Have you ever wondered whether Bayesian analysis can be applied toward the stock market? We did, and set out to investigate.
This 71 page book shows you how to find relationships between stocks or exchange traded funds (ETFs) using Bayesian analysis.
A relationship that most traders are probably familiar with is linear correlation. This is sometimes used as the basis for pairs trading. But linear correlation is just one way that stocks or ETFs can be related.
The analysis we present in this book can be used to exploit almost any kind of relationship that may exist between stocks or ETFs. The book will show how to calculate the probability of a stock or ETF ending the day up or down based on what other stocks or ETFs are doing.
A probability is more useful than a simple up or down signal. It quantifies the certainty of a prediction and allows a trader to take a position consistent with a given level of risk.
Any active trader should find the techniques presented in this book useful. We are only going to examine the relationships in one small group of ETFs as an example of what is possible but the same techniques will work for any set of stocks, ETFs, or even bonds.
The tool we use to calculate the probability of a positive or negative return on a stock or ETF is called a Bayesian classifier. It is called a classifier because it calculates probabilities for only two discrete outcomes: positive or negative.
The method we use to calculate these probabilities is called Bayes' Theorem.
In this book we not only show you the results of our analysis, but we show you HOW to do the analysis,... AND we give you the Bayesian classification software (available here) that we have developed FREE of charge. The software alone is worth several times that of this book.
You can get this book now at Amazon as a paperback or Kindle ebook.
You can also get this book instantly as a pdf from Gumroad.
By the way, our software is general enough to be able to classify things other than just stocks and ETFs. All you need is to collect data that you think might be relevant to classify your object of interest. The software will allow you to determine whether you have data with the power to classify. The book will show you how to do all this.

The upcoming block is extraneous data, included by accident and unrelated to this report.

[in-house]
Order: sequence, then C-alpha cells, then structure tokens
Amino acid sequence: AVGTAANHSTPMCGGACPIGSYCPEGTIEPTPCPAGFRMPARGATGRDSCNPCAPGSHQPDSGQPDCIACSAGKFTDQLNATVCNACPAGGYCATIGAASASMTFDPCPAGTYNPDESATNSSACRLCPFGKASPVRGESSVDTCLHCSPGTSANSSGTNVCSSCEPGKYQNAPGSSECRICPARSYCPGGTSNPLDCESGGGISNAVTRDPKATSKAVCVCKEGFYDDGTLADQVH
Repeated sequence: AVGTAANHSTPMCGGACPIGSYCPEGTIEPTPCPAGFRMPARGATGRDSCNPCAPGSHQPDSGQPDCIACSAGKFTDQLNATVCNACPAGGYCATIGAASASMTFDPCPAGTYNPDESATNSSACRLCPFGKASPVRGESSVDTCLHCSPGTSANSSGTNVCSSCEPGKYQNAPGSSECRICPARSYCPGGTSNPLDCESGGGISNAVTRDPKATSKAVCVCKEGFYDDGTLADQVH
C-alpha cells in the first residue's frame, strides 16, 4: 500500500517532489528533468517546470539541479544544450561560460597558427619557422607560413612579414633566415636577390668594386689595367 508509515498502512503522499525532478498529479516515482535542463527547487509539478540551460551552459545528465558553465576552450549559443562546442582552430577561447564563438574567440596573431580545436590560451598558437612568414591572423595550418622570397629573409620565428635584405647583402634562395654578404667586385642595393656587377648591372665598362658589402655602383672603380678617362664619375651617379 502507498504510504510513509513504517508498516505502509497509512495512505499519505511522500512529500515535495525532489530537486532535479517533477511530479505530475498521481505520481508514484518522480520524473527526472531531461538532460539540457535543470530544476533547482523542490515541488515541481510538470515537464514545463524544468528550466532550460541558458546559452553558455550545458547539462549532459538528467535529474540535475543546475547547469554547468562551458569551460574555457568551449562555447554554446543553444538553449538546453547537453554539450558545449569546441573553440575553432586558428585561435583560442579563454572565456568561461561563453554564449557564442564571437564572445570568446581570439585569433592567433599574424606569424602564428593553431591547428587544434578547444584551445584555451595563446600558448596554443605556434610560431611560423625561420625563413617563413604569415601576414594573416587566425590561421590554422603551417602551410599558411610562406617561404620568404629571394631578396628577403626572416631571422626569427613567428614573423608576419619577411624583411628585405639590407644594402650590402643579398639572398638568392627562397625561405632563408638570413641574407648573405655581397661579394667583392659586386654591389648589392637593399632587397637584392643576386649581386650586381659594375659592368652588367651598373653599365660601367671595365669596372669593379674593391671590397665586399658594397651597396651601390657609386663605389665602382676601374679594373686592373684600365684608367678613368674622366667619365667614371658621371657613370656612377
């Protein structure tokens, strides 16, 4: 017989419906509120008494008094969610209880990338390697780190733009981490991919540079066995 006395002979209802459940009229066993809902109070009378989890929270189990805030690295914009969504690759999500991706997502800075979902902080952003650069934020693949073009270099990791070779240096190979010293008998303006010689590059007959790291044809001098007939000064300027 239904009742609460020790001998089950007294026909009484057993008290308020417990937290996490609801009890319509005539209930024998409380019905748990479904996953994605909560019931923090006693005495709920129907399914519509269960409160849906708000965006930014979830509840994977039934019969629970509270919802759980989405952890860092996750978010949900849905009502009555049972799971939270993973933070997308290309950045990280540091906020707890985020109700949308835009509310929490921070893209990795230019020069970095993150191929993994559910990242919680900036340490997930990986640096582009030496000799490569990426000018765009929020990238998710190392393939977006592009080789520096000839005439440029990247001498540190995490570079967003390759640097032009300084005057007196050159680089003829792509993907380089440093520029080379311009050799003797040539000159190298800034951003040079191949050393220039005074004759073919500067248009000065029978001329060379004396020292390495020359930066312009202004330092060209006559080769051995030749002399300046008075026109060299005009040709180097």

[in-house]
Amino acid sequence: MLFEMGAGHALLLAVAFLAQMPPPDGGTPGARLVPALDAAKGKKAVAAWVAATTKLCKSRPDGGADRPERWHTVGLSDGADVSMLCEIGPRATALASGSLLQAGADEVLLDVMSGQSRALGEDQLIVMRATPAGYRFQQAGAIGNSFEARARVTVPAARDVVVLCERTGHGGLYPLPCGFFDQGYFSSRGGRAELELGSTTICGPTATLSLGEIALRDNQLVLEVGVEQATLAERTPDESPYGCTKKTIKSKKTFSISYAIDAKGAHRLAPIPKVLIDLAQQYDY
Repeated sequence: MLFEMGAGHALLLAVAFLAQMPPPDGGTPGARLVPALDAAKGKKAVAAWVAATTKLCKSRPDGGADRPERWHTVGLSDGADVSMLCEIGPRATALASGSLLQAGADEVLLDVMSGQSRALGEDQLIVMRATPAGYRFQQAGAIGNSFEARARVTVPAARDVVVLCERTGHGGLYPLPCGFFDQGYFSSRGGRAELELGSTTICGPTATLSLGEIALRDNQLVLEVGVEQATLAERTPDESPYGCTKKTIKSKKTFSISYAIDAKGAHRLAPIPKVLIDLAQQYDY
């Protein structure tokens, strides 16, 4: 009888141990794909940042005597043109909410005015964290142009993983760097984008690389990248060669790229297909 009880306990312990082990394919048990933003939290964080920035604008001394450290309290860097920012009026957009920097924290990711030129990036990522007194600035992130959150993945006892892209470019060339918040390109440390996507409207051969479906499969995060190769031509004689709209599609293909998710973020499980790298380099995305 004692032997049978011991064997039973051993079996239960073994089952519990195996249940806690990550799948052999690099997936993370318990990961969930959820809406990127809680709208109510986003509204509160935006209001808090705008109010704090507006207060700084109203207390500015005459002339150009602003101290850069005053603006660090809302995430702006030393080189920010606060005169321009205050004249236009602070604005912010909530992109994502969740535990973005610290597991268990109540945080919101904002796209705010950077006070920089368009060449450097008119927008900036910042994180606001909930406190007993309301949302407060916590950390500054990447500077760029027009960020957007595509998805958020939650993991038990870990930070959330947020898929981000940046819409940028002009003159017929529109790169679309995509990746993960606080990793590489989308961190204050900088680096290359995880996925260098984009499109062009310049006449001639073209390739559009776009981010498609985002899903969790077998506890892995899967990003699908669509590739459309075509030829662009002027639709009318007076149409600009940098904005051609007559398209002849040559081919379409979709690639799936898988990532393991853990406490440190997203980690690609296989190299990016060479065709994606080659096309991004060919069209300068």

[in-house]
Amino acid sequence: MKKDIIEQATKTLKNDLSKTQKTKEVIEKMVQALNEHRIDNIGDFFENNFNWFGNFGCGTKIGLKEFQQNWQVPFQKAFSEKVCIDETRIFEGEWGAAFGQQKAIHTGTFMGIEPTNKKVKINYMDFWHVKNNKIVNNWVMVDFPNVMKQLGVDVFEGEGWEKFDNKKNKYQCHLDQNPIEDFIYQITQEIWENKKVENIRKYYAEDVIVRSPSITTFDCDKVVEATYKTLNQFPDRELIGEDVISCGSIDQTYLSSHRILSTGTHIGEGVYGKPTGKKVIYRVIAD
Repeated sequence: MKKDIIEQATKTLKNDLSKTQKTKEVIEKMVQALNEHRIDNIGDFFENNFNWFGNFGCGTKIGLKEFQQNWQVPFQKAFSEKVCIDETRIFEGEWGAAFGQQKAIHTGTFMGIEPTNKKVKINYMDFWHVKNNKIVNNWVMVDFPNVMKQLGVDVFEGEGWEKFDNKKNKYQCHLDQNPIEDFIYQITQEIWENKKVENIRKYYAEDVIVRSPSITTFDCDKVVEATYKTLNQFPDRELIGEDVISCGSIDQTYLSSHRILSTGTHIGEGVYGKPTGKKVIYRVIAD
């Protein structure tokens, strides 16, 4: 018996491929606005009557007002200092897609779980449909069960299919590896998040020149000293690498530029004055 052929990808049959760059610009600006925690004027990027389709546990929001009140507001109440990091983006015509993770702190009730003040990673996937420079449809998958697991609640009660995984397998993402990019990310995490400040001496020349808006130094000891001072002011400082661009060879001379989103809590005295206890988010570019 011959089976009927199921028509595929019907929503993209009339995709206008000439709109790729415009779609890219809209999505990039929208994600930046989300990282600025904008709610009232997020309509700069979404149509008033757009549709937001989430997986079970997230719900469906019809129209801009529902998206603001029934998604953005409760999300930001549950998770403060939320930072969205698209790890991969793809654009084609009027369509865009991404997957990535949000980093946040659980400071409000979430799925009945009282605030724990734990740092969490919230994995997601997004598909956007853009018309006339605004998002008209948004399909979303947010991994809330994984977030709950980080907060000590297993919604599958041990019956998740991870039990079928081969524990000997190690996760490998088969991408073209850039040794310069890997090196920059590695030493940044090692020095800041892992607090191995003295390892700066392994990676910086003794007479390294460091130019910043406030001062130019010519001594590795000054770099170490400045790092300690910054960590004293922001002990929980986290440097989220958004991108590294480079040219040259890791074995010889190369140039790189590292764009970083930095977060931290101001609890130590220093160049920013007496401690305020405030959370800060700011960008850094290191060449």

About the authors: Stefan Hollos and J. Richard Hollos are physicists by training, and enjoy finding patterns and information in data. They are the authors of Probability Problems and Solutions, Combinatorics Problems and Solutions, The Coin Toss: Probabilities and Patterns, Bet Smart: The Kelly System for Gambling and Investing, as well as Simple Trading Strategies That Work, and are brothers and business partners at Exstrom Laboratories LLC in Longmont, Colorado. The website for their quantitative finance related work is QuantWolf.com.
Table of Contents
- Section 1 Introduction
- Section 2 Preparing the Data
- Section 3 Visually Identifying the Classification Power of the Data
- Section 4 Running class2kde
- 4.1 From output probability to binary classification
- 4.2 Classifying SPY with each of the other ETFs individually
- 4.2.1 ROC curves for the other ETFs individually classifying SPY
- 4.2.2 Statistics for the other ETFs individually classifying SPY
- 4.3 Classifying SPY with pairs of the other ETFs
- 4.4 Classifying SPY with 3 of the other ETFs
- 4.5 Classifying SPY with 4 of the other ETFs
- 4.6 Summary of results
- Section 5 Using the Results for Trading
- Section 6 Conclusions
Send comments to: Richard Hollos (richard[AT]exstrom DOT com)
Copyright 2012-2013 by Exstrom Laboratories LLC